Build a Strong Foundation — Include total-body strength-training exercises 2-3 times per week for 1-3 sets to build strength in your musculature, tendons and joints. Developing strength supports your body as you run. It’ll also improve efficiency and form while decreasing risk of developing an overuse injury. Mix up your routine; run one day and strength train or cross-train the next. Variety works more muscle groups and keeps workouts fresh and motivating. Alternating days lets your body adapt and recover.

A Multi-Disciplinary Approach to

ping for jeans. There is no one running style that fits everyone. You may run faster than a friend or she may cruise by you. Avoid comparing yourself to your buddy because there will forever be faster and slower runners. Some progress and adapt faster while others take longer. Speed is relative. It’s a good measure of your success. Most likely, someone is looking at you and wishing they could be running. Focus on running and where your footsteps are taking you. Like jeans, we all have a pair that fits our style.

Food is Fuel — You are what you eat. Your workouts are fueled by the food you eat. Keep a log of what you consume daily. It will give you a perspective of what goes into your system. If you’re having trouble dropping weight or not feeling strong while running, it could have something to do with your fuel. Eat smaller, more frequent meals well balanced with fruits, veggies, lean protein and even fats. Skipping meals is the quickest way to gain weight and decrease performance. Think of your car. If you run out of fuel, car doesn’t move. If you put dirty fuel in the tank, the car won’t run efficiently. Summary — Keep track, stay motivated and have fun. Track your progress along the way. Keep track of your running time, mileage, mood, shoe mileage and more. Every workout is a piece of the puzzle and will guide you figure out your running recipe. Train with a buddy and make a commitment to meet them regularly. Run with a group or train with a team for charity. The more fun it is, the more you will want to do it again. Schedule a session with a buddy, take a new route and try something new.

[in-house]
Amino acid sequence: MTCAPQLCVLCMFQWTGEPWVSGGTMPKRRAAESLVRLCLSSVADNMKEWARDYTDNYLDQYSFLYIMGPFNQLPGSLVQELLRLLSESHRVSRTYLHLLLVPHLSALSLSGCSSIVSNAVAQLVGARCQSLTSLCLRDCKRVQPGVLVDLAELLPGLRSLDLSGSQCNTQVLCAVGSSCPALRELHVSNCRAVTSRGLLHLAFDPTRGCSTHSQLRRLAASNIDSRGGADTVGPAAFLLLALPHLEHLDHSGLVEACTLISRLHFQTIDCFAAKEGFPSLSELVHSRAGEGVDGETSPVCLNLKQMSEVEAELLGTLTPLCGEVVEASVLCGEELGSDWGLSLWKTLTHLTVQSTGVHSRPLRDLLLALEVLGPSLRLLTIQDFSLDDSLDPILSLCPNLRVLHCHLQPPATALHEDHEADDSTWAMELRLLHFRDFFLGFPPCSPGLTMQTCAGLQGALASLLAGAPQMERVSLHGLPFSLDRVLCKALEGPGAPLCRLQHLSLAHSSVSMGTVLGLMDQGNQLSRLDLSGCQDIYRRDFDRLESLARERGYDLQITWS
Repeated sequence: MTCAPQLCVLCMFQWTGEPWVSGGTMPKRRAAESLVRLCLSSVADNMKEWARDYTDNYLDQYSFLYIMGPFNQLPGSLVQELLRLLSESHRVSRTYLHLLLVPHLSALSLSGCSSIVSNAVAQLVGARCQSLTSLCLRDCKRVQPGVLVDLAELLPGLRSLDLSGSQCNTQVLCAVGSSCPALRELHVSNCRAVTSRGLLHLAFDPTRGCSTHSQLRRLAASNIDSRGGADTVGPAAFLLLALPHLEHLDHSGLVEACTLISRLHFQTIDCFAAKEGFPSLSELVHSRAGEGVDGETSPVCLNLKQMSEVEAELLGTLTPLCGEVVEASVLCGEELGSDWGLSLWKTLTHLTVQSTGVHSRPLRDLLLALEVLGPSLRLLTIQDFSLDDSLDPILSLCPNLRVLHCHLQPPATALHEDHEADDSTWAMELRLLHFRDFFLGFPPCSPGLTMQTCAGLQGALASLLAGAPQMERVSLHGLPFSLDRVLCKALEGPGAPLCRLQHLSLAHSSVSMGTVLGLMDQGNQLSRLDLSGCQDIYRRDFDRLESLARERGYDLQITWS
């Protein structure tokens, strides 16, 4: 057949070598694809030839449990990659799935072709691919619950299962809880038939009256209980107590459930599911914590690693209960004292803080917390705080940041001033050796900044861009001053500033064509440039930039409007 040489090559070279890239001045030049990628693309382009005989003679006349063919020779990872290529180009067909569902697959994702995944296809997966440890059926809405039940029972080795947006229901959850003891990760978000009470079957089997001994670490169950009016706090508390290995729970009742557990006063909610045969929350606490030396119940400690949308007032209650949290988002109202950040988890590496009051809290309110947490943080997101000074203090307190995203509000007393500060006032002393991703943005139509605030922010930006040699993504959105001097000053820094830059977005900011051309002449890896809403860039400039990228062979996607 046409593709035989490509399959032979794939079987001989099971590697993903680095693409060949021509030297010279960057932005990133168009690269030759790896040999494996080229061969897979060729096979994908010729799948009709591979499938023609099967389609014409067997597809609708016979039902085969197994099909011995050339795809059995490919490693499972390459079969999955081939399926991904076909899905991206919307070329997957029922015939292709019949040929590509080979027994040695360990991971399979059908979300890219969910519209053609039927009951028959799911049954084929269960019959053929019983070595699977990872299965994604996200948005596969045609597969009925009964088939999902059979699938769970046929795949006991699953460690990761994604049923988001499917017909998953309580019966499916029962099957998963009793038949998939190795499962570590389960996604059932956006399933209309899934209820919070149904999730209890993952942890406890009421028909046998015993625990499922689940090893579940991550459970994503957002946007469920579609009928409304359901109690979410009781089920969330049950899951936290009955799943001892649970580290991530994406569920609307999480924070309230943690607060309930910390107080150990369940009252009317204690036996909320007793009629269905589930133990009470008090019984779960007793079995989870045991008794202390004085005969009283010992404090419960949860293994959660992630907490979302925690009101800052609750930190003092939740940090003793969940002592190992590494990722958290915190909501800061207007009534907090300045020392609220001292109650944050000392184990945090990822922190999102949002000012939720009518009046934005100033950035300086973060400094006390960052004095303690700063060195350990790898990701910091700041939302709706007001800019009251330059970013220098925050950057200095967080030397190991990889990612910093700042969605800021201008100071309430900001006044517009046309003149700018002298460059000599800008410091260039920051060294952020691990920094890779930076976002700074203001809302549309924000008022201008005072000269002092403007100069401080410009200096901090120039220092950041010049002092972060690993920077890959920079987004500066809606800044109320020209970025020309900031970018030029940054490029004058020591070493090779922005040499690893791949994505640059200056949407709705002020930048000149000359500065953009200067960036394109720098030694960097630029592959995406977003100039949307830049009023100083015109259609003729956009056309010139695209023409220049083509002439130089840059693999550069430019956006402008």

ManagingPain

Pain is complex and affects people in different ways. Each individual pain experience is unique. At Eastern Carolina Pain Consultants, we believe everyone deserves a life free from the suffering of chronic pain. Our multi-disciplinary team of board certified medical professionals is trained to treat and manage pain. We’re one of eastern NC’s most advanced pain management practices with a history of superior care. If you are suffering from chronic pain, our multi-disciplinary medical team can help.

We treat all types of pain including: spinal, neuropathic, arthropathy, complex regional, myofascial, post-traumatic, and cancer.

Lynn Johnson, MD Raymond Minard, MD Melany Furimsky, DO Christopher Grubb, MD Juan B. Firnhaber, MD Margaret Dudley, RN, MSN, ANP-BC

spring ‘12

Administrative Office: 2430 Emerald Place, Suite 201, Greenville Clinical Office: 2010-B West Arlington Boulevard, Greenville, NC 27834 For information or patient appointments, please call 252.561.8218.

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fitness april-july 2012 Runs, Walks, Races, Events, etc. Apr 7

Run Like a Kid 10K/5K, Morehead City, Info: runtheeast.com

Apr 7

Run United 5K, Greenville, Info: runtheeast.com